Rifleman Charles Durrant,
2/Rifle Brigade.
Killed in action, 9th May 1915

My grandfather's older brother (Rifleman Charles Durrant, 2/Rifle Brigade) was killed on 9th May 1915 at Hill 60 on the Ypres Salient, or at least, that's what his family were told. With no reason to question the facts, Charlie remained "missing at Hill 60" for another eighty-five years, but a chance glimpse, in May 2000, of a memorial card to another missing 2/Rifle Brigade man highlighted the error of our ways. We had discovered Fromelles and the Battle of Aubers Ridge.
The research moved quite quickly from the men of 2/Rifle Brigade to all those serving with the 7th and 8th Divisions and then onto Fromelles 1916, the 61st (South Midland) Division and the 5th Division, Australian Imperial Force. The similarities between the 1915 battle and the 1916 attack (fought over the same ground and with the same devastating results) were enough to convince me that further and more in-depth research was required. Prior to the discovery of the mass graves at Pheasant Wood, Fromelles had been known only for being the place where the AIF had experienced its first, and disastrous, taste of action on the Western Front.
In February 2008 (and in an attempt to help raise the British profile in Fromelles), I became the British Historian and Representative for the Association Fromelles-Weppes Terre de Mémoire - 14/18, with Lambis Englezos becoming my Australian counterpart.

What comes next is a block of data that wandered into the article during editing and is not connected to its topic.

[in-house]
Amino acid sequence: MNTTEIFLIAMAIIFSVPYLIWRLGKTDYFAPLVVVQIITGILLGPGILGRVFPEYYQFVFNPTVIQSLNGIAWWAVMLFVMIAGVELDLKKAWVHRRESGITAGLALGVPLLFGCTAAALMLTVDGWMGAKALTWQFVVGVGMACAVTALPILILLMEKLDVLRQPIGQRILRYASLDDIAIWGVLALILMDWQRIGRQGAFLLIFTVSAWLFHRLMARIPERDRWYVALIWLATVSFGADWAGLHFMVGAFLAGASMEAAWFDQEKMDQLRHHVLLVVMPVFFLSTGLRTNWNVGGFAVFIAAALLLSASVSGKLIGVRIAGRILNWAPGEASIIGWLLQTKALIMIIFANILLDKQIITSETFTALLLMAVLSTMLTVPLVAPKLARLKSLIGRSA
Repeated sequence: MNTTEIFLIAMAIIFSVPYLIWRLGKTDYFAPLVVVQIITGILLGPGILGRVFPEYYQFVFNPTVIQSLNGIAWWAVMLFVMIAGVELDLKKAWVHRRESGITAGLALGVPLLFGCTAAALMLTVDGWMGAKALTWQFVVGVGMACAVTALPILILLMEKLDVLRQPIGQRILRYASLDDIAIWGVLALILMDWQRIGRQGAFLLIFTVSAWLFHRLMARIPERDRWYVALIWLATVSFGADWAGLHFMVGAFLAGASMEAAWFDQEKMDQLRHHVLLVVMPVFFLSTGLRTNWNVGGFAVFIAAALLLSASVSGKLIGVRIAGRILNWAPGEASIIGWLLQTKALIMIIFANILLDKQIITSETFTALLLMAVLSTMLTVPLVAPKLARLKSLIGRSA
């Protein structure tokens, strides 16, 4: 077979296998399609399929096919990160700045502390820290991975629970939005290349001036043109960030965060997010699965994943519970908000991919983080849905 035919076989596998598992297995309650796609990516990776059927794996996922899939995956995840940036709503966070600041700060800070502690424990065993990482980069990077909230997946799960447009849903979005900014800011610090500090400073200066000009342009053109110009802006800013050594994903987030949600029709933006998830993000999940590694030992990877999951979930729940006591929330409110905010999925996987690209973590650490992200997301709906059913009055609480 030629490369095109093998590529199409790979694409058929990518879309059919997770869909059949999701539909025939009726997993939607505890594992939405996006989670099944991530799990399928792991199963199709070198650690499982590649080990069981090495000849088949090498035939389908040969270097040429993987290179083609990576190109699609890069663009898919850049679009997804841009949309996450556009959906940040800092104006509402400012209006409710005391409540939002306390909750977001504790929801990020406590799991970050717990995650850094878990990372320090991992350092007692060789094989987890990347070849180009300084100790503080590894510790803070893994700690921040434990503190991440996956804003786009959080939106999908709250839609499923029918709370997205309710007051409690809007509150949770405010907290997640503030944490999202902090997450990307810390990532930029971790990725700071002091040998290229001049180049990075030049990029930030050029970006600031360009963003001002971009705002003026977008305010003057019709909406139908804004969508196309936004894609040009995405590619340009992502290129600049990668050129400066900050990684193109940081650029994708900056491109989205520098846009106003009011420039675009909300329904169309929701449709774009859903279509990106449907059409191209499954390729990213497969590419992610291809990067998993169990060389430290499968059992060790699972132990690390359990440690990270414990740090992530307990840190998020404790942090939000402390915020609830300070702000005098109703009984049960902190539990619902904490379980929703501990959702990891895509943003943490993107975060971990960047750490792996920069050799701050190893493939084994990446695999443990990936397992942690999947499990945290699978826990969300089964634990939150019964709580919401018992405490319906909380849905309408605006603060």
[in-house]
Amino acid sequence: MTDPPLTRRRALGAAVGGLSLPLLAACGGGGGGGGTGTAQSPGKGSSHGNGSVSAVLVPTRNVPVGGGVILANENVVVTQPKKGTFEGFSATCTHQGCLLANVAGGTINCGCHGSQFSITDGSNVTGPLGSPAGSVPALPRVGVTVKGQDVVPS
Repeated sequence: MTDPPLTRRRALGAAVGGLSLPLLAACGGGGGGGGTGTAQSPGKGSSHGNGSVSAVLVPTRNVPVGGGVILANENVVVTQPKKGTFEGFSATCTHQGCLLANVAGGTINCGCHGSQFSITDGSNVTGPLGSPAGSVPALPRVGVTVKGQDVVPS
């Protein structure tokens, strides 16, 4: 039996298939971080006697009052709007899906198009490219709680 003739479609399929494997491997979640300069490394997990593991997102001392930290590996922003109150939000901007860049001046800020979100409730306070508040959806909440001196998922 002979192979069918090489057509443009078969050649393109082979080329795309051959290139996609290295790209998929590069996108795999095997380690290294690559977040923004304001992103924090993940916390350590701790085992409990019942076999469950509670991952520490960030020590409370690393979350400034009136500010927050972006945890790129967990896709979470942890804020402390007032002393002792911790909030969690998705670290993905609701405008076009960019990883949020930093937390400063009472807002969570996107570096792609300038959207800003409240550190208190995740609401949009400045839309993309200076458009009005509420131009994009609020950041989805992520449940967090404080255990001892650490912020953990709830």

A picturesque Cobbers statue
at the Australian Memorial Park,
Fromelles on the morning of
30th January 2010

In June 2008, following GUARD's success in proving the existence of the mass graves, the research went into over-drive. By July, I had an accurate list of missing British and Australian men from the 1916 action and in the August I received a telephone call from Peter Barton who had heard of my work and who wished to share his German research with me. Between us, we would attempt to put names to the men who would be recovered from Pheasant Wood.
Peter's first visit to the Red Cross Archives in Geneva in December 2008 netted something in the region of 160 lists of names, lists which included the names of some of our missing Australian and British men. Peter made a first sweep of the lists before sending them to me for further scrutiny. We eventually extracted the names of 185 Australian and 46 British men, men whose names had appeared on German lists of English dead.
Our research was made available to teams in both Australia and Britain (via the Australian Army and the British Ministry of Defence) and the search began for the families of these men as the first of the 250 British and Australian men were recovered from Pheasant Wood. Meetings at Whitehall followed in order to discuss and resolve omissions from the British Working List and in January this year, I was at Fromelles to see the first of "my boys" buried with full military honours.

I could so easily say that my Fromelles-related research began with Uncle Charlie and ended on Monday 19th July 2010 at the new Pheasant Wood Military Cemetery, but hundreds of my men from both 1915 and 1916 (British and Australian) remain "missing" with no known grave and the search for them continues. Who knows? There may yet be more mass graves to find.
Victoria Burbidge, British Historian and Representative for the Association Fromelles-Weppes Terre de Mémoire - 14/18
Related links:

Jeremy Banning, Peter Barton, Dr Tony Pollard (GUARD)
and Dr Iain Banks (GUARD) lay wreaths
at the 1915 Battle of Aubers Ridge
commemoration ceremony 9th May, 2010.